Preventing reactions is much better than treating the symptoms when they occur.
After some recent ups and downs in temperature, summer weather now seems here to stay. In addition to moving through the pandemic, we must not strain ourselves too much — especially now that we are finally being active or exercising outdoors in hot weather. “When the body heats up faster than it can cool itself, mild to severe heat illness may develop,” said Dr. David Argo from Beacon Orthopaedics & Sports Medicine. “That’s why it is so important that everyone know and recognize the symptoms of heat-related illnesses.” Dr. Argo recommends we all learn those symptoms, so we can take the necessary steps to prevent, control and respond to them effectively. This will help keep us safe even as the outside temperature rises.
Although Dr. Argo works with many local high school athletes, his patient base is much wider than that – including local friends and neighbors of all ages. Given his firsthand experience, he stressed that heat illness can affect any of us. “Whether you are working in your home garden or mowing the grass, you need to take care,” he said. He also stressed that anyone who works in extreme heat for long periods of time (like road crew members and construction workers) should be doing everything possible to prevent heat illness. Preventing those reactions is much better than treating the symptoms when they occur. Take that prevention seriously.
As the weather warms and the covid restrictions are lifted – be aware that you or someone you love may be at risk. Maybe you or they are back working in the yard, back on the practice or playing field or working a strenuous outdoor job. Know that as temperatures climb, everyone should take care in advance and have a plan of action if a heat emergency occurs. Also be aware that more than just the air temperature can adversely affect you. The outside humidity and your clothing can increase the risk of developing heat-related illnesses. So can your age, gender, weight, physical fitness, nutrition, alcohol or drug use, or pre-existing diseases like diabetes. Pay attention.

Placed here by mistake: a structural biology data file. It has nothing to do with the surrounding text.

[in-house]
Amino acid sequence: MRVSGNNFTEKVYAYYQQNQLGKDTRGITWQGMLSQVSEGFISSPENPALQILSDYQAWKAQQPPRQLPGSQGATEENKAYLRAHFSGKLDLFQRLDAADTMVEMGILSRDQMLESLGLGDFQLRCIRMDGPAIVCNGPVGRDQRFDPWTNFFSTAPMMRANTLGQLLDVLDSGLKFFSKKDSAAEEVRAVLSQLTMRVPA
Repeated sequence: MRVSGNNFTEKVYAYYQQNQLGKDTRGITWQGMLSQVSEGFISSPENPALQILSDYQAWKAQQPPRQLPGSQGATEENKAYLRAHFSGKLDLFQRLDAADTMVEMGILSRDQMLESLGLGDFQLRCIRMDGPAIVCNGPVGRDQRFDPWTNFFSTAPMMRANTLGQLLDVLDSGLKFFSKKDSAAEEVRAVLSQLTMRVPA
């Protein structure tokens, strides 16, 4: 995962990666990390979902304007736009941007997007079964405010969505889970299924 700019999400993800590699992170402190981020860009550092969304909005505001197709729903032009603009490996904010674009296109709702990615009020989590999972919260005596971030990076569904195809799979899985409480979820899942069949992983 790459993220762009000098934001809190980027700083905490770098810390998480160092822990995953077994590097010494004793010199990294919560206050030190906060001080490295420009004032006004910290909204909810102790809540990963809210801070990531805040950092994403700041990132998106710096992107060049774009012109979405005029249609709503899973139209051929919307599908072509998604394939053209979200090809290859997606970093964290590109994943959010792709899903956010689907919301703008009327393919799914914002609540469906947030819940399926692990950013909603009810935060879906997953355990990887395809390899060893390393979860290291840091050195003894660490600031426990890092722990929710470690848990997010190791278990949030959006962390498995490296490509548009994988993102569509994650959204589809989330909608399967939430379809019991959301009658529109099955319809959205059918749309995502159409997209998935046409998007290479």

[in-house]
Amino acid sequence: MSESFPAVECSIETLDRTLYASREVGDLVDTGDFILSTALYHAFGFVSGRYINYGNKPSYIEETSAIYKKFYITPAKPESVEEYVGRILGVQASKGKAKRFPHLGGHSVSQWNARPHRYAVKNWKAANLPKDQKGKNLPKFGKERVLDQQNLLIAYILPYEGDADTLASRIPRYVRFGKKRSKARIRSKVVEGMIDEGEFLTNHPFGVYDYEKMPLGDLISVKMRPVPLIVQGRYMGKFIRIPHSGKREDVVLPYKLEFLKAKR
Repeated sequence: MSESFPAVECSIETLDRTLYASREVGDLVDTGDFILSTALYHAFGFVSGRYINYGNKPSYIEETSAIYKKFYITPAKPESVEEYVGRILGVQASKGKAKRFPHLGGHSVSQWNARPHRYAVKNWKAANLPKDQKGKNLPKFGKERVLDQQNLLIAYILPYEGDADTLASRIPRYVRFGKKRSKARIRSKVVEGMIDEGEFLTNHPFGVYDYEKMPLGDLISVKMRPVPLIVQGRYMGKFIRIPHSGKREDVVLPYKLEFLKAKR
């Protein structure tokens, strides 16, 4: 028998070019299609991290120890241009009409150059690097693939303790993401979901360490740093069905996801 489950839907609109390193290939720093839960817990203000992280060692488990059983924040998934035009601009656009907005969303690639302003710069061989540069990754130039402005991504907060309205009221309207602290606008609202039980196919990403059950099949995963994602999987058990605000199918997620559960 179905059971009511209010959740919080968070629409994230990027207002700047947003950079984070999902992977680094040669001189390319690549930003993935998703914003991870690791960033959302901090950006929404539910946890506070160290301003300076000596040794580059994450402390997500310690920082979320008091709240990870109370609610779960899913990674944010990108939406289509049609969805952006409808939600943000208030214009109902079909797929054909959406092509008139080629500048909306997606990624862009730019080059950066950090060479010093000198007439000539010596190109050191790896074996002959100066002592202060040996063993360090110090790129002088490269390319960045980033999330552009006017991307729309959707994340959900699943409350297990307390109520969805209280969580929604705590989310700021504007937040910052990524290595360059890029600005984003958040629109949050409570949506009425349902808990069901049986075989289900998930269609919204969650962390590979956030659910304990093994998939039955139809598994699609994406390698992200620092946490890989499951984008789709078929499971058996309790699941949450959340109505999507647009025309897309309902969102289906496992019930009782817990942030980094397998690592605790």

Symptoms of Potential Heat Illness
- Confusion/Irrational Behavior
- Rapid Heart Rate
- Low Blood Pressure
- Increased Respiratory Rate
- Drink water or sports drinks frequently throughout exertion.
- Limit exposure time and/or temperature.
- Schedule tasks/exertion at cooler times of the day, if possible.
- Acclimate. Gradually adapting to heat will reduce the severity of any heat stress. This usually takes 5-10 days.
- Wear loose or lightweight clothing.
- Eat food/snacks that are high in salt content. This will stimulate thirst.
If You See Someone Experiencing a Heat-Related Emergency
- Move the person to a shaded area -- or better yet -- to an air-conditioned area.
- Remove excess clothing and equipment.
- Cool the person until core temperature is 101 or less
- Hydrate orally and/or with IV fluids, if available.
- Prop up his/her legs to increase blood return to the heart.
- Monitor vital signs.
- Call 911 if condition deteriorates or there is not rapid improvement.
Heat illness is serious and should be dealt with as such. Don’t ignore the symptoms.
Beyond this type of emergency, if you experience pain as you are re-entering the great outdoors for exercise/exertion, you can always schedule a diagnostic appointment at Beacon West, Lawrenceburg and Batesville, or come to one of their Saturday morning injury clinics, or urgent care at Erlanger and Summit Woods.
Go to www.beaconortho.com or call 513-354-3700 for an appointment. All 13 Beacon locations are seeing patients, following all state safety guidelines.